Volkswagen Group boss Herbert Diess joined twitter Wednesday, and his first tweet was a light trolling of Tesla CEO Elon Musk.
“Hello @Twitter! I’m here to make an impact with @VWGroup, especially on political issues,” Diess wrote. “And, of course, to get some of your market shares, @elonmusk – after all, our ID.3 and e-tron have won the first markets in Europe. Looking forward to productive discussions!”
Diess — who last year settled criminal charges related to his role in the Dieselgate emissions scandal — was referencing how the first mass-market electric vehicles of its VW and Audi brands performed well in Europe (and especially in Germany) in their debut year, causing Tesla to lose market share on the continent. (To wit, while writing this, Tesla dropped prices on the Model 3 in Europe.)
Hello @Twitter! I’m here to make an impact with @VWGroup, especially on political issues. And, of course, to get some of your market shares, @elonmusk – after all, our ID.3 and e-tron have won the first markets in Europe. Looking forward to productive discussions!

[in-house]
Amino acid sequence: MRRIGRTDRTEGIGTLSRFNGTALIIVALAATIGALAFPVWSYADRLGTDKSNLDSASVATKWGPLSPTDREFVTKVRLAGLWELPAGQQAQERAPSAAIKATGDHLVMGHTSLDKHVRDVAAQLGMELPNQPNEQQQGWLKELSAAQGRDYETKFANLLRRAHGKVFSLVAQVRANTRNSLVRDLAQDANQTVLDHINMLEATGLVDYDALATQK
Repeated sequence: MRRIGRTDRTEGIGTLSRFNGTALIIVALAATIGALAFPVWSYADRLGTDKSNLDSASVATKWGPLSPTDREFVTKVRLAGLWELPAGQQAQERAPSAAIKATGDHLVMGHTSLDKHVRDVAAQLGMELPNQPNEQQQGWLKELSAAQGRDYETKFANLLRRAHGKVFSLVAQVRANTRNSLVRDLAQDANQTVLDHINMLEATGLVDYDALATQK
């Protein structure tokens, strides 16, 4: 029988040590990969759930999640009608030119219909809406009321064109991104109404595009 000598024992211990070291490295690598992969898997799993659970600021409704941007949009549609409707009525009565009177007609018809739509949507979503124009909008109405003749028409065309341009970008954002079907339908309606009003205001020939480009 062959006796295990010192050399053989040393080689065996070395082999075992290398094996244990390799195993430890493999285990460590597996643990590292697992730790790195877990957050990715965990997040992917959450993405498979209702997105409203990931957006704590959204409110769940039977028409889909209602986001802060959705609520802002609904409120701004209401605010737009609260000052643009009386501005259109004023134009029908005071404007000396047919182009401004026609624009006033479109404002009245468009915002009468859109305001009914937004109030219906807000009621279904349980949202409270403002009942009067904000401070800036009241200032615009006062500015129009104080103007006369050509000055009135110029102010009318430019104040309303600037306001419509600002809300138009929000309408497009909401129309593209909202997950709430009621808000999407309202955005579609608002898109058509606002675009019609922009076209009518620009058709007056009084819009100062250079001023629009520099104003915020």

— Herbert Diess (@Herbert_Diess) January 20, 2021
Most automotive and other big-brand CEOs use Twitter in an obligatory manner. They issue stately comments on new products or initiatives but are otherwise absent from the daily churn.
It’s hard to imagine Diess — who has praised Musk in the past — doing much else beyond tweeting playful jabs like the one on Wednesday, let alone actually engaging Musk on his terms with memes and snark and stock price-moving jokes. For one thing, Diess just barely survived a major power struggle that played out inside the Volkswagen Group. While he remains the top boss, he was stripped of his title of CEO of the VW brand in large part because of the major software problems the ID 3 has had during its rollout.
Stranger things have happened, but the idea that Diess — who apparently once made his executives attend a “syntegration workshop” — would break edgelord seems unlikely. Musk, meanwhile, has spent nearly two years possibly violating a court order that says he’s supposed to have tweets about Tesla pre-screened by a lawyer.
To Musk’s credit, he also spends a lot of his time on Twitter responding to customers who have suggestions or complaints about Tesla’s products. In fact, this has become such a critical pipeline that Tesla’s energy division has spent the last few months hiring customer service specialists who now help field those requests. If Diess learns any lessons about how to use Twitter from Musk, that may be a good place to start given the state of the ID 3.
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